What are your orders, Captain Ernas There was something in the way Morok said the word that made it sound like an insult.
We need to reach the ruins as soon as possible.
Ranger Eari, you and two of my men take point.
Ranger Verhen, cover our back.
Everyone else, if someone tries to sneak away from the group, strike first and ask questions later.
The three soldiers nodded, making the Assistant Professors swallow.
None of them had expected their bodyguards to turn into their jailers.
Morok picked up the pace and so did everyone else.
Everyone walked in silence, they were too busy watching their steps to waste energy chatting.
Lith was alone with Quylla again and was now worried about another unexpected turn of events.
The more they advanced, the fewer creatures he would spot along the corridors until the group was completely alone.
\'Whatever Kulah is, it seems that no one dares to come close to it.
Let\'s hope I don\'t meet my third Lich.\' Lith thought.
After more than four hours of walking, the group needed a break.
From that moment onwards, only the members of the military were allowed to stand guard, whereas the others had to stay grouped together, making it harder for anyone to escape from their watch.
Aside from moss, nothing grew inside the tunnels, making them all look identical.
As hours turned into days, most members of the expedition started to fall into depression.
There was no sunlight, the air was stale and smelly, making it painful to breathe from time to time.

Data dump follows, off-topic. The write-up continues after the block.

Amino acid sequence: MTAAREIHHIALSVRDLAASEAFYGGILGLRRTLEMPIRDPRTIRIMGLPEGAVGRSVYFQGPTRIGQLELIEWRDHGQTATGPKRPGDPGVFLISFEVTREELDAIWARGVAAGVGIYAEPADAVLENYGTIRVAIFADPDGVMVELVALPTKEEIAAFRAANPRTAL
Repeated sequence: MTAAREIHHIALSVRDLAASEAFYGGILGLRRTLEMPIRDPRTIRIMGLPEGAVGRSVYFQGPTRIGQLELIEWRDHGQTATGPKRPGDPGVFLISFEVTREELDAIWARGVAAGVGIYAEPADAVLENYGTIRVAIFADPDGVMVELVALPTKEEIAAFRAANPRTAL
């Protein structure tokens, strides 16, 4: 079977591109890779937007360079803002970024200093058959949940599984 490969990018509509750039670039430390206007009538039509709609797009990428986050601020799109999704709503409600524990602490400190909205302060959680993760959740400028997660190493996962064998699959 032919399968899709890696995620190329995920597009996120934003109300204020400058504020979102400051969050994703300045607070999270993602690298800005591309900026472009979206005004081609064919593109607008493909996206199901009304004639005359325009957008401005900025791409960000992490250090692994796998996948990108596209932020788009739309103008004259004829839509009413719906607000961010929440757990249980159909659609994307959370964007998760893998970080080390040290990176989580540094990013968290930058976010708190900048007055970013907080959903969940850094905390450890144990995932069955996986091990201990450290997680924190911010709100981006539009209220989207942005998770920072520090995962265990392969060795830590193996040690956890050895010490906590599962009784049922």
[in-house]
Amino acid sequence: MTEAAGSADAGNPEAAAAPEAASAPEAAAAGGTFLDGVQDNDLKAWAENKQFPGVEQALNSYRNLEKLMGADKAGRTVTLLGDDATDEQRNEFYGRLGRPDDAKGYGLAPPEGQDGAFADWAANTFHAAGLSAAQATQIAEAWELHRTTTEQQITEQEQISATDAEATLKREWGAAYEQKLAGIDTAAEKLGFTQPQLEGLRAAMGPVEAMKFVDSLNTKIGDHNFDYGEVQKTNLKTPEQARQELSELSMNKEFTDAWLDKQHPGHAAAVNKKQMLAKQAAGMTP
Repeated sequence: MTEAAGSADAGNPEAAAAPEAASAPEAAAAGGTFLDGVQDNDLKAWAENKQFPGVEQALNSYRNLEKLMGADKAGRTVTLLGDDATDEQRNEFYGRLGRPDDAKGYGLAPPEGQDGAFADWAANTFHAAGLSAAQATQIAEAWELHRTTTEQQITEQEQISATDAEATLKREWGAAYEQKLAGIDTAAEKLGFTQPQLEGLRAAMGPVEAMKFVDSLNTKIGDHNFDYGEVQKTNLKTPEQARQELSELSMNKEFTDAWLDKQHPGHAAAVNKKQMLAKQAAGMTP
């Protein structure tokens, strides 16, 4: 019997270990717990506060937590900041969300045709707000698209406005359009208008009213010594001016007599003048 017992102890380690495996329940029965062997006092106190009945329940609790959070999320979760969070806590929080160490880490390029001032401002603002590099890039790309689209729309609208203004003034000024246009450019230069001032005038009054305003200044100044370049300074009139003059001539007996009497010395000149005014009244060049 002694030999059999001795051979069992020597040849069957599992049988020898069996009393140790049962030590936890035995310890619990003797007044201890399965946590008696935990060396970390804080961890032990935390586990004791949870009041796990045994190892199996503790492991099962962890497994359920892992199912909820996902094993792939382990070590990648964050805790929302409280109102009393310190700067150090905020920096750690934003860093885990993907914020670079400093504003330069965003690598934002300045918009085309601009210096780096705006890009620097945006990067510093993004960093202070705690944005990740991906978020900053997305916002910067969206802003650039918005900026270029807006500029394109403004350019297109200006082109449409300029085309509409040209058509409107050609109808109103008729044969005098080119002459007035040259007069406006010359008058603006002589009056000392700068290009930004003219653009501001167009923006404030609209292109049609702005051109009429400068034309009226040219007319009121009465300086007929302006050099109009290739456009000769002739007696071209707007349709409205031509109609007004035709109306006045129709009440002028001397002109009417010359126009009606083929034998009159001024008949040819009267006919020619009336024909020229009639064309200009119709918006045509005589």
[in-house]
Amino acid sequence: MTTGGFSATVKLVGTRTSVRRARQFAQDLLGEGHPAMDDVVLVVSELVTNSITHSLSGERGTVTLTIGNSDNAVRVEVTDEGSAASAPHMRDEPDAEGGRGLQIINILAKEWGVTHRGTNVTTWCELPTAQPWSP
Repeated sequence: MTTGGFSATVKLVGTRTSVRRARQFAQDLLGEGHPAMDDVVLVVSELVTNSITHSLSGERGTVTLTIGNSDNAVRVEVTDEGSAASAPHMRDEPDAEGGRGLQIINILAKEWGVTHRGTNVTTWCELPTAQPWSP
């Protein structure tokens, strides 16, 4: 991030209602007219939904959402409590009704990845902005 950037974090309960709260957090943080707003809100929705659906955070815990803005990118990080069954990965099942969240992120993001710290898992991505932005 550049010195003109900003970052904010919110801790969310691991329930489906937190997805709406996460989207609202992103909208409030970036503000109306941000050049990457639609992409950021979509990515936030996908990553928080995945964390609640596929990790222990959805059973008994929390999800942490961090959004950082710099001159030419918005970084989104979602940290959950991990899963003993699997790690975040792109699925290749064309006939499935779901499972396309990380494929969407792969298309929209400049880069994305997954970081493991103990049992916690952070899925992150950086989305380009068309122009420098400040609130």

Morok was still able to find his way thanks to the marks he had left while escaping from the Abomination-goblin hybrids, but every time he opened a new passage, he could see doubt and mistrust in the eyes of the others.
They were growing afraid that he had lost his way and their lives in the process.
The group was so deep inside Mogar that dimensional magic was useless.
All places looked the same, so opening a Warp Steps was no longer an option.
Using earth magic with no idea where they were was likely to result in getting stranded or even cause a fatal cave-in.
The impossibility to do anything but walking, sleeping, and eating was a heavy burden for everyone which worsened with each rest they took.
The dullness of their routine turned the enthusiasm of the discovery into a bleak, hopeless silence.
More than once one of the Assistants had a claustrophobic attack and needed to e sedated.
According to Lith\'s pocket watch, only four days had passed, but to everyone the march seemed to have lasted weeks.
Here we are.
This is where I was forced to stop during my first visit.
Now it\'s all up to you, smarty-pants. Morok said.
The group had reached a huge underground cave of irregular shape which was at least 100 meters (330 feet) wide with a ceiling about 20 meters (66 feet) high.
Once again, Lith could see that aside from moss, there was no life form dwelling in the vicinities.
The floor was too regular to not be man made and several corridors departed from the cave.
Each one of them had been clearly realized with earth magic and was wide enough to allow a huge carriage to easily pass.
Where do they lead Lith asked.
I don\'t know.
I had no time to play explorer, my priority was survival.
The moment we were cleared to leave, we took the same path back to the surface.
It was the safest route. Morok replied.
As you have probably noticed, there\'s not much to eat down here, so any predator that gets stranded will welcome our arrival as if we\'re a free meal ready for the taking.